Clearly we expect the UK’s lockdow n to trigger a recession, tipping RBS into loss in 2020e. We forecast a loss per share of 5.5p in 2020e.

However, in the context of RBS’ 2019 pro-forma CET1 capital ratio of 17.0% w e see no material capital impact; we expect it to run with a significant surplus over its 13-14% target through 2020-22e . We regard this as a “political” decision, rather than an economic or pragmatic judgement.

Following cancellation of the 2019 final dividend, our tNAV per share forecasts are rebased higher. We now forecast only a 5.8p YoY reduction to 261.9p in 2020e against which the shares trade on 0.4x.

Even though we continue to assume a zero dividend for 2020e, in the context of our EPS forecasts of 6.5p/13.3p in 2021/22e and RBS’ “bloated” capital base, w e model a relatively “full” pay-out of 6.0p/12.0p DPS in 2021/22e; a prospective dividend yield of 5.6%/11.3%.

What could go wrong? Well, w e think that w e already assume that quite a lot of things will! Impairments rose by 75% YoY to £0.7bn in 2019 and w e continue to model a further 300% YoY increase to £2.8bn in 2020e. We also assume that revenues w ill fall by 12% YoY in 2020e reflecting both “low er forever” interest rates and sharply low er other income.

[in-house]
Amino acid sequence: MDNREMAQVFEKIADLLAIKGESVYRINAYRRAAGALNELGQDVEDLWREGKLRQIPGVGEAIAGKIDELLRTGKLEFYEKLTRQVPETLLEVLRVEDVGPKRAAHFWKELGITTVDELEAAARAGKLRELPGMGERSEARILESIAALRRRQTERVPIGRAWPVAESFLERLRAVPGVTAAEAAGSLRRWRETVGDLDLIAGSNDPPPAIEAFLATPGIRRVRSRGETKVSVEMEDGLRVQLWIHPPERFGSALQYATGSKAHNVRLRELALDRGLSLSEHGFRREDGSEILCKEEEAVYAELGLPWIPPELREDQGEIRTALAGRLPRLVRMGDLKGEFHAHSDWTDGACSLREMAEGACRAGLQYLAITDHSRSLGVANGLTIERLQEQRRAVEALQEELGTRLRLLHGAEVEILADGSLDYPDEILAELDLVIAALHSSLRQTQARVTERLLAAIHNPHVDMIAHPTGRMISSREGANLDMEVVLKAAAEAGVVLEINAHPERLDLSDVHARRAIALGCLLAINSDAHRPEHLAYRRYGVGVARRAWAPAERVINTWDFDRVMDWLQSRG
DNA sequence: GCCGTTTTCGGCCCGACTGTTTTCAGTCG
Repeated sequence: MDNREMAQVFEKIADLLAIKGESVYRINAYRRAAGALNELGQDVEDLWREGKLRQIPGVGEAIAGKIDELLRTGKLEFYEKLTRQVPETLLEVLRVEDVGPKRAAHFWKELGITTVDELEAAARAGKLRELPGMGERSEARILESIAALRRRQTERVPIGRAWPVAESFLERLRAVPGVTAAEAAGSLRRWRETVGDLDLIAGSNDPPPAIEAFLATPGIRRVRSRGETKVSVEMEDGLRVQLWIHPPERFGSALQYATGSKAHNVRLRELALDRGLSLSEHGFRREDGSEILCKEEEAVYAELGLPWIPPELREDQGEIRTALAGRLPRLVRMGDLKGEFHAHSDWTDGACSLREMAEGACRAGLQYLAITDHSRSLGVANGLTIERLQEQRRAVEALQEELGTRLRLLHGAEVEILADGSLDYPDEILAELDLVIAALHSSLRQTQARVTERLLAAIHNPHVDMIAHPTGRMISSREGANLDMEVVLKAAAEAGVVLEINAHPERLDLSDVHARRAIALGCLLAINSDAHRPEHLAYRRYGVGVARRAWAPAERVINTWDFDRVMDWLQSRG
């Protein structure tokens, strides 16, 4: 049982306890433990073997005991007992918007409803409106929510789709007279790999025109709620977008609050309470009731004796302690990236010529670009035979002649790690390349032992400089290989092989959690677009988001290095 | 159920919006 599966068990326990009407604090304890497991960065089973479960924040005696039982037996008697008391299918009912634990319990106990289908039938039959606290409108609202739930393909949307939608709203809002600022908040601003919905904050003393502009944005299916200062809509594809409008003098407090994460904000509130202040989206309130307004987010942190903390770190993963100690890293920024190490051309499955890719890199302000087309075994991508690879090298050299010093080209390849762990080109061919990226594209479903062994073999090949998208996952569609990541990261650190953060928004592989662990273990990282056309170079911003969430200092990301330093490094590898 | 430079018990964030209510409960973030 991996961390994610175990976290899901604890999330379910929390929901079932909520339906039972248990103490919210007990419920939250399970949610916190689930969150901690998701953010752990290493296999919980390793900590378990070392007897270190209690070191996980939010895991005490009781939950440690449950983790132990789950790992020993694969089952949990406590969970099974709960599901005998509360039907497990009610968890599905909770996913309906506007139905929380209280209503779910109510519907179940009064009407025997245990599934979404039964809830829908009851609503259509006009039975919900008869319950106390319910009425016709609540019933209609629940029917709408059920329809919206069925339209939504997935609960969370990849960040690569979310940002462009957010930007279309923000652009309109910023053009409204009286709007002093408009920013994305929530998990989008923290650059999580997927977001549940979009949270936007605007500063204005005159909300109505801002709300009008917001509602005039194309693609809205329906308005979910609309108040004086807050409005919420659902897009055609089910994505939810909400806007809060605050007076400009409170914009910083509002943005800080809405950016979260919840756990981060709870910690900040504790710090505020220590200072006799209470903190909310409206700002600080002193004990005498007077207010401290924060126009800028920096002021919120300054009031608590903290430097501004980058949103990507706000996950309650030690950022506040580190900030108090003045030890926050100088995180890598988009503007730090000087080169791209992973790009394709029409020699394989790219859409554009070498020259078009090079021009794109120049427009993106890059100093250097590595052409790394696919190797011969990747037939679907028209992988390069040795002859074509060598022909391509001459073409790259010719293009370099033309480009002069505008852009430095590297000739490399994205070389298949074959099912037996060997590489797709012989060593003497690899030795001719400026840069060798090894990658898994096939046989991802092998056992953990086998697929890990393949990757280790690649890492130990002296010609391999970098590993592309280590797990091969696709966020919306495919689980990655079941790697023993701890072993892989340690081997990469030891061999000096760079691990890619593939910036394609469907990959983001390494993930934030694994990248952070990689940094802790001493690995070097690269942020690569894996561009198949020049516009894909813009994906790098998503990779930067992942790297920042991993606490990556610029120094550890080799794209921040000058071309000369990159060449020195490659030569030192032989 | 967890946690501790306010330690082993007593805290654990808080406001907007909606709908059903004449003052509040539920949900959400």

We do remain concerned that banks could be “coerced” by Government into “reckless” new crisis lending. We hope that they w ill maintain discipline, and w e draw comfort from the fact that RBS states it is only lending (under government-backed schemes) “to our own customers and within risk appetite”.

On 0.4x 2019 tNAV for ROTEs of -2.1%/+2.5%/+4.9% 2020/21/22e, we cut our TP to 135p (from 140p) but with almost 30% implied upside, we upgrade to Buy (from Hold). The Q1 2020 IMS is due on 1 May
Posted at 02/4/2020 07:32 by leedskier
What of the 80p RBS share price you were promising?
Royal Bank Of Scotland share price data is direct from the London Stock Exchange